Protests have repeatedly erupted in El Salvador over the past week as the country became the first to make Bitcoin legal tender. The US dollar also remains official currency, but the law pushed through by President Nayib Bukele mandates that all vendors also accept Bitcoin. Small merchants and especially those in the informal sector complain of problems in trying to download the official phone app needed to use the currency. Protesters say the new law will deepen poverty by further excluding the already marginalized from the economy. They also assert that it will further enable corruption. “This is a currency that’s not going to work for pupusa vendors, bus drivers or shopkeepers,” one protester told Reuters. “This is a currency that’s ideal for big investors who want to speculate with their economic resources.”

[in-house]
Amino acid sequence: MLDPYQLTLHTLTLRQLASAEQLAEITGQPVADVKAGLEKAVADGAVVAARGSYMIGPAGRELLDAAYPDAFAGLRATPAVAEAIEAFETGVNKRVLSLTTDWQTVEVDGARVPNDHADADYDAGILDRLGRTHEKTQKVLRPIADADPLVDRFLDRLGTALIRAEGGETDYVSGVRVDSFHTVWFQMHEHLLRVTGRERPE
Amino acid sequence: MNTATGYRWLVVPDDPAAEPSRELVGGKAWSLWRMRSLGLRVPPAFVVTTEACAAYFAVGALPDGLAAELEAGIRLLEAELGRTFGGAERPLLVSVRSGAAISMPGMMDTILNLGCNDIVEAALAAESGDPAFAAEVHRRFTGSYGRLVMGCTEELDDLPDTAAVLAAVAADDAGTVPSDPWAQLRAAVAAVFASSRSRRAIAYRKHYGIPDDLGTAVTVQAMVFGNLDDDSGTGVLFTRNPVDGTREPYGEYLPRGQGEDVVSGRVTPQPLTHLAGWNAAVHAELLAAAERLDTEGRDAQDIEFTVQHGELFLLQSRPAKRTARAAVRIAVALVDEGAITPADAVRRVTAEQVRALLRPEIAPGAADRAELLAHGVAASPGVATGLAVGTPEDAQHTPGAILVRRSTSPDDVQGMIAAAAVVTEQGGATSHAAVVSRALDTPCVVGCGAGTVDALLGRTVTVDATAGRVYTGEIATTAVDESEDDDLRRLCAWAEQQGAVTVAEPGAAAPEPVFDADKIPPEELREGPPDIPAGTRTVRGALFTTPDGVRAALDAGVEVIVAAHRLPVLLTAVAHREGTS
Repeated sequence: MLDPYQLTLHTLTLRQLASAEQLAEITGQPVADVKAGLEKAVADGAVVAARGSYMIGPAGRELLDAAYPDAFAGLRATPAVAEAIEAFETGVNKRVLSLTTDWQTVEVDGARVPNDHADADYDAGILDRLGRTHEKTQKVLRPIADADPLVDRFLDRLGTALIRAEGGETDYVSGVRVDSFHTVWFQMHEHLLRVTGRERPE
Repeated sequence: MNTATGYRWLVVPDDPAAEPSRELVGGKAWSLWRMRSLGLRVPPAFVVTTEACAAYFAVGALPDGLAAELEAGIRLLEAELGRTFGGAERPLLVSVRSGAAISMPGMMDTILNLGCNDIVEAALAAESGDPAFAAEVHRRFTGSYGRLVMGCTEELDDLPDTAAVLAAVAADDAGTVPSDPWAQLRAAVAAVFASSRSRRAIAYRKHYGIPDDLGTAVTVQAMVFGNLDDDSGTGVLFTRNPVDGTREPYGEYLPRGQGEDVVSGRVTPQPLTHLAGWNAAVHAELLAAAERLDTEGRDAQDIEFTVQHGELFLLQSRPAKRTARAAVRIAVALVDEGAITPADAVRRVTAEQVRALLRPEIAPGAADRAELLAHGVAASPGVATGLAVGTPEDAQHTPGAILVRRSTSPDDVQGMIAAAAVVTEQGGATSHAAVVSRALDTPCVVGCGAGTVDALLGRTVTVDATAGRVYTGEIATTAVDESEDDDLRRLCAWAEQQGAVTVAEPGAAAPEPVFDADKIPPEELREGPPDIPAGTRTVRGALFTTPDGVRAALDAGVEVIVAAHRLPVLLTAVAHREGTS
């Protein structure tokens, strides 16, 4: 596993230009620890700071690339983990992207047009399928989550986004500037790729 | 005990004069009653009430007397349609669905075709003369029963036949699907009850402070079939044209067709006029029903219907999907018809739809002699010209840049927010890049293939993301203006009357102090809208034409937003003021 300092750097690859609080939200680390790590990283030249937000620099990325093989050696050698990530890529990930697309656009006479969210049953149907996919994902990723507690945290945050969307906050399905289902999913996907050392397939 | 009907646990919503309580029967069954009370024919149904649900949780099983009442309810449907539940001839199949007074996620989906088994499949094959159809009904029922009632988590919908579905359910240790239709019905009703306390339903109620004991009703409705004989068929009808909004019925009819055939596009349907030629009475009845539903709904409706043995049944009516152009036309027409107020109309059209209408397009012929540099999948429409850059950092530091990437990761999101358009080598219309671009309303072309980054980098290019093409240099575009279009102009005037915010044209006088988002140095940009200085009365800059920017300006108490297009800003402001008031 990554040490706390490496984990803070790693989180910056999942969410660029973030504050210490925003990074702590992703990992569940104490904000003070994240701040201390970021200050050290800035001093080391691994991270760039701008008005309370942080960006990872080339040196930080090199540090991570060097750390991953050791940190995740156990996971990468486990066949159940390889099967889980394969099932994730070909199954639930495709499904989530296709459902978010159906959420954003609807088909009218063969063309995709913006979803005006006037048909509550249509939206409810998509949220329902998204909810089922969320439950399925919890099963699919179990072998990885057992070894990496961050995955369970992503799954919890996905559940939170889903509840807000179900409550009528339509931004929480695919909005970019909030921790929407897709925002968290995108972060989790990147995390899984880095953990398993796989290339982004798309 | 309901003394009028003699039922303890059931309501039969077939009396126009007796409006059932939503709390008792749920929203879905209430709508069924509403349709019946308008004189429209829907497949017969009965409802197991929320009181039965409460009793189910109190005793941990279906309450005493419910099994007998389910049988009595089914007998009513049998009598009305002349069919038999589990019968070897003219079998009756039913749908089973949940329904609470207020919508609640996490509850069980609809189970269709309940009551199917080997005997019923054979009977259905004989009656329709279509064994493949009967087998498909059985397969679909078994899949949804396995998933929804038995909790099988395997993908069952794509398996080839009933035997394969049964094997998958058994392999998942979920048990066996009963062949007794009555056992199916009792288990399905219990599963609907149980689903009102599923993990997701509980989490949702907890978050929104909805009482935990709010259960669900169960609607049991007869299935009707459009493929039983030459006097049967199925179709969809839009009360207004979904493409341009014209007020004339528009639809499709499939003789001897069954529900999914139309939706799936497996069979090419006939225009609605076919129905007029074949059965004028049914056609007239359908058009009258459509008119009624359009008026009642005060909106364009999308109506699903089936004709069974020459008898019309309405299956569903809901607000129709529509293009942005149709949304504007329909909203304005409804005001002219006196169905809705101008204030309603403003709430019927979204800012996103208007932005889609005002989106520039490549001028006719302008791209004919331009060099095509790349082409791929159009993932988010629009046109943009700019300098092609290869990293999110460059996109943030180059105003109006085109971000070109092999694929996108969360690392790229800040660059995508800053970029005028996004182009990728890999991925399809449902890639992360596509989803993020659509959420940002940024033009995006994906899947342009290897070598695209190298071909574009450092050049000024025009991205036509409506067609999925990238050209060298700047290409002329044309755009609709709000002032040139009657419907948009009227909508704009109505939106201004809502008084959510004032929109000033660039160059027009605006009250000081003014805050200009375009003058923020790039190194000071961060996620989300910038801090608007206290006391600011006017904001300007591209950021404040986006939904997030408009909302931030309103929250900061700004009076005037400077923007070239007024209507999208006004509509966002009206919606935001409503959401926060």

The public-sector workers’ union AGEPYM has joined the protests, also opposing Bukele’s proposed pension reform. Mario Gómez, a digital analyst and prominent critic of the Bitcoin conversion, was arbitrarily detained during the protests, when the National Civil Police intercepted the vehicle he was driving in with his mother. Protesters accuse Bukele of attempting to establish a dictatorship. (The Conversation, El Faro, La Prensa Grafica, ElSavlador.com)
Opponents of the digital currency have also pointed to the vast amounts of energy needed to “mine” (sic) Bitcoins.
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